We intend to create a virtual community facilitated by noticeboards, discussion rooms, streamed video and audio content, etc. The site will contain "live" seminar sheets with links to other sites and materials, etc.

The dissertation will be supervised online.

This project will not use Blackboard but Lotus Domino and Learning Space running on a server in the Law department.

6. BPhil(ed) degree for Kenya

George Raper - - Institute of Education
number of students: 50 so far
student type: postgraduate
type: in support of traditional teaching
location: remote

A distance learning course for teachers in Nairobi, Kenya has already been developed. This has been delivered by post, e-mail and a one week visit for each module (every 9-12 months). The first cohort have been awarded the degree. Interest has been expressed by other centres in East Africa and a few neighbouring countries have sent teachers to the Nairobi sessions. This expansion will require more flexible and imaginative delivery and a web based system seems a possiblity,

The approach, if successful may also be used to support a European Union sponsored project looking at ways of developing distance education in science across Eurobe and beyond.

7. Discrete Mathematics I (CS127)

Alexander Tiskin - Computer Science
number of students: 210
student type: undergraduate
type: in support of traditional teaching
location: on campus

Discrete Mathematics I is a core course for first-year students in Computer Science, Computer and Management Science, Computer and Business Studies, Philosophy with Computer Science - altogether a group of more than 200 students.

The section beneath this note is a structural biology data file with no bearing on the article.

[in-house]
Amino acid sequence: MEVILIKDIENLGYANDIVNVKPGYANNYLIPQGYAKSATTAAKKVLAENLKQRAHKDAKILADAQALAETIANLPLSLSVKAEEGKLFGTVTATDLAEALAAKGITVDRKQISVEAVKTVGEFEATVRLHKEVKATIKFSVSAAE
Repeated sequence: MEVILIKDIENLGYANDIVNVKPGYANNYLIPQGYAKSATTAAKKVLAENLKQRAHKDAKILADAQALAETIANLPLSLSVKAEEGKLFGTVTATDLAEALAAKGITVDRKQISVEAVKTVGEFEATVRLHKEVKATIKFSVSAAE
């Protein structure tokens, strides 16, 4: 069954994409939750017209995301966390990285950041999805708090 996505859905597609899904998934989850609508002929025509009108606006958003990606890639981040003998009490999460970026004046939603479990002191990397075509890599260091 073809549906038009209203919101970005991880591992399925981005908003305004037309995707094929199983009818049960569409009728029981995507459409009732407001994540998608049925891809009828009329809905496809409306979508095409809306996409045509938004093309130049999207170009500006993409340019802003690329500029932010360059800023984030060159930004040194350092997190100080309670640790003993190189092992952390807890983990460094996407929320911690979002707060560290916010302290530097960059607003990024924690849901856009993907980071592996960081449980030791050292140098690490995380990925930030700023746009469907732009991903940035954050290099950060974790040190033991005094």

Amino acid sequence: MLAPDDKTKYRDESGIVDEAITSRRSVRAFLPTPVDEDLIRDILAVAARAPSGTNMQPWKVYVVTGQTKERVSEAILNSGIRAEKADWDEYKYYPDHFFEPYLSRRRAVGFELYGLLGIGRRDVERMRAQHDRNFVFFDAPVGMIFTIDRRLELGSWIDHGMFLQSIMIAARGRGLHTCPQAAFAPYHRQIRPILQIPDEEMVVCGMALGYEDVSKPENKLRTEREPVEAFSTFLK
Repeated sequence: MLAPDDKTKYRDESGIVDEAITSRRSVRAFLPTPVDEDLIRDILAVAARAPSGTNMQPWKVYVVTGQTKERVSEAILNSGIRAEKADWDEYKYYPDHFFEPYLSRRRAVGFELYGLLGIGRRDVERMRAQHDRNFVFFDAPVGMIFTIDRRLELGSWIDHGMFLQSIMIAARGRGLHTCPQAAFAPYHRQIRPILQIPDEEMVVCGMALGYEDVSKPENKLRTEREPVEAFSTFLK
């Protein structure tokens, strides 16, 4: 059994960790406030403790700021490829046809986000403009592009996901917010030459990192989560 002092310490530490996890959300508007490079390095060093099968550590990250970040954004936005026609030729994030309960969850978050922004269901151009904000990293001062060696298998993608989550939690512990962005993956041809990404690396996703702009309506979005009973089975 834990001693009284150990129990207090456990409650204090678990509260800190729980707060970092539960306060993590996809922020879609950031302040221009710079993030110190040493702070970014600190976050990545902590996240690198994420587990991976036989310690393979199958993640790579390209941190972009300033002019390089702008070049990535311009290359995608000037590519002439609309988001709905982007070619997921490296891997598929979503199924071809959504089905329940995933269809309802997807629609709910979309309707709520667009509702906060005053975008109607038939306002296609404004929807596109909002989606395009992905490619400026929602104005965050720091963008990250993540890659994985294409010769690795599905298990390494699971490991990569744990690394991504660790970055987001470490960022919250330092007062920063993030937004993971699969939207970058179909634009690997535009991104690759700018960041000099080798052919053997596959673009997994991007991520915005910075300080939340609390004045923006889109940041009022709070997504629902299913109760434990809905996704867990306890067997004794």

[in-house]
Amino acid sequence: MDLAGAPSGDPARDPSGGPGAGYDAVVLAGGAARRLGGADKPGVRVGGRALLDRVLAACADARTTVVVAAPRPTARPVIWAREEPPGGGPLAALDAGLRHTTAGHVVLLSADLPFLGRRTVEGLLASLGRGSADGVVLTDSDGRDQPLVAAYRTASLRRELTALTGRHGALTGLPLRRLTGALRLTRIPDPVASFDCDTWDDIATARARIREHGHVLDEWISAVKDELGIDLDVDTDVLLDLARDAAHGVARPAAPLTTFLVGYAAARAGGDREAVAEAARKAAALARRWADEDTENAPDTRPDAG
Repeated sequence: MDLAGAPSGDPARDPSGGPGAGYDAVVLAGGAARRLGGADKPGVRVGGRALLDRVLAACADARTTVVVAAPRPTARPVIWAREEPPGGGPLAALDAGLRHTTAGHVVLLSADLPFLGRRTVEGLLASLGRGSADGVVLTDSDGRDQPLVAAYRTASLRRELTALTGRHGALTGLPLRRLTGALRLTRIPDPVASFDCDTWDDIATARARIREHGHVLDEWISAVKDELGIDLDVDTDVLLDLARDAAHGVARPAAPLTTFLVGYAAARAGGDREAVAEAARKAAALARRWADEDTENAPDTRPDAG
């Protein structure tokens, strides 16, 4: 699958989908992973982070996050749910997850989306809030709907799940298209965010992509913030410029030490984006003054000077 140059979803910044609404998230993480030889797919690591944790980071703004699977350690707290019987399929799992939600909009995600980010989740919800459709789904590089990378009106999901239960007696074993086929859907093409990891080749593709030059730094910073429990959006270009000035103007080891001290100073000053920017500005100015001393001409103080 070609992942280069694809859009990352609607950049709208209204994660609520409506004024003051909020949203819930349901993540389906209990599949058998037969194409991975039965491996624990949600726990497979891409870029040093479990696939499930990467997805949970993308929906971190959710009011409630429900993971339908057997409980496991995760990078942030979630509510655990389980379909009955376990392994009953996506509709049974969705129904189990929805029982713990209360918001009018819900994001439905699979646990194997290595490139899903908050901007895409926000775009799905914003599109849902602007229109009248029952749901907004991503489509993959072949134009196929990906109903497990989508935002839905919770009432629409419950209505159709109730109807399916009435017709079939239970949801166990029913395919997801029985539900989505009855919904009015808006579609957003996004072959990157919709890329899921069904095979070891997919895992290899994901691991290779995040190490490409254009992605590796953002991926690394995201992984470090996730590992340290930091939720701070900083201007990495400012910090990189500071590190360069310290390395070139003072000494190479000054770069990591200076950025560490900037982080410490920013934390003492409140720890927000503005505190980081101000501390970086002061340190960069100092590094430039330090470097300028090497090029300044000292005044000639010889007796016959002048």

The course comprises lectures, seminars and revision classes (given by graduate students), and an examination. The amount of material and the number of people involved make this course quite challenging both from an educational and an organisational point of view.

Currently, the course has a website: which serves for distribution of lecture notes, slides, problem sheets and model answers. There is also an online sign-up system for seminar groups and a newsgroup.

The goal of thus project is to use the new technology to streamline and improve the on-line presentation of this course, e.g. adding extra facilities for seminar tutors to communicate with the students, and making the seminar sign-up system more flexible. Eventually, the developed Blackboard course would replace the three URLs listed above.

Beyond Warwick

bullet Spoilt for Choice
Online courses are ten-a-penny but how, asks Geoffrey Davies, do you go about producing them, making them pay and, crucially, getting students to log on in the first place?

bullet Virtual meetings of minds can work
It may not have the personal contact, but for David Eastment the first fully online ELT conference has other compensations 

bullet A cool way to learn

From Lapland to the Yukon, students in the frozen north can benefit from a new online university. David Cohen reports.